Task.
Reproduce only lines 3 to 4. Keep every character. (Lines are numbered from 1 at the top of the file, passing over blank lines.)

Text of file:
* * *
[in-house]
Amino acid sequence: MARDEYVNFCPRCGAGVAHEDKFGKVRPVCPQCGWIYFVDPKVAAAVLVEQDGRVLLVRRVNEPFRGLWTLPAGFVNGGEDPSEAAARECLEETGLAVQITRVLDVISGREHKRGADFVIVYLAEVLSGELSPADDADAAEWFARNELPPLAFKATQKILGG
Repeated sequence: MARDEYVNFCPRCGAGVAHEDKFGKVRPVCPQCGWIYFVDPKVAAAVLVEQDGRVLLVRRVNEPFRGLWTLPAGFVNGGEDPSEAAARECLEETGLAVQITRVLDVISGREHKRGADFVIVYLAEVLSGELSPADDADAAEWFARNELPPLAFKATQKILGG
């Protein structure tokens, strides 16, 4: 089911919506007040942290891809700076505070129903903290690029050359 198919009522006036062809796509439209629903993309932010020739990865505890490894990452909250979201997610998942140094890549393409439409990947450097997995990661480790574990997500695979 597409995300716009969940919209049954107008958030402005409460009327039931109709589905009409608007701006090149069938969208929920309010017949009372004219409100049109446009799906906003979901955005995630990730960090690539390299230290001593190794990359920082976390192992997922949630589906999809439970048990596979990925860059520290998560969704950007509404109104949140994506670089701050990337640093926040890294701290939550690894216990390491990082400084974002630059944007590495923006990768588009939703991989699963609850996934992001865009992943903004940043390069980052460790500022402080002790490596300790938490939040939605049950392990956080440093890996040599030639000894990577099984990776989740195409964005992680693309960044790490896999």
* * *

Repeated sequence: MARDEYVNFCPRCGAGVAHEDKFGKVRPVCPQCGWIYFVDPKVAAAVLVEQDGRVLLVRRVNEPFRGLWTLPAGFVNGGEDPSEAAARECLEETGLAVQITRVLDVISGREHKRGADFVIVYLAEVLSGELSPADDADAAEWFARNELPPLAFKATQKILGG
């Protein structure tokens, strides 16, 4: 089911919506007040942290891809700076505070129903903290690029050359 198919009522006036062809796509439209629903993309932010020739990865505890490894990452909250979201997610998942140094890549393409439409990947450097997995990661480790574990997500695979 597409995300716009969940919209049954107008958030402005409460009327039931109709589905009409608007701006090149069938969208929920309010017949009372004219409100049109446009799906906003979901955005995630990730960090690539390299230290001593190794990359920082976390192992997922949630589906999809439970048990596979990925860059520290998560969704950007509404109104949140994506670089701050990337640093926040890294701290939550690894216990390491990082400084974002630059944007590495923006990768588009939703991989699963609850996934992001865009992943903004940043390069980052460790500022402080002790490596300790938490939040939605049950392990956080440093890996040599030639000894990577099984990776989740195409964005992680693309960044790490896999």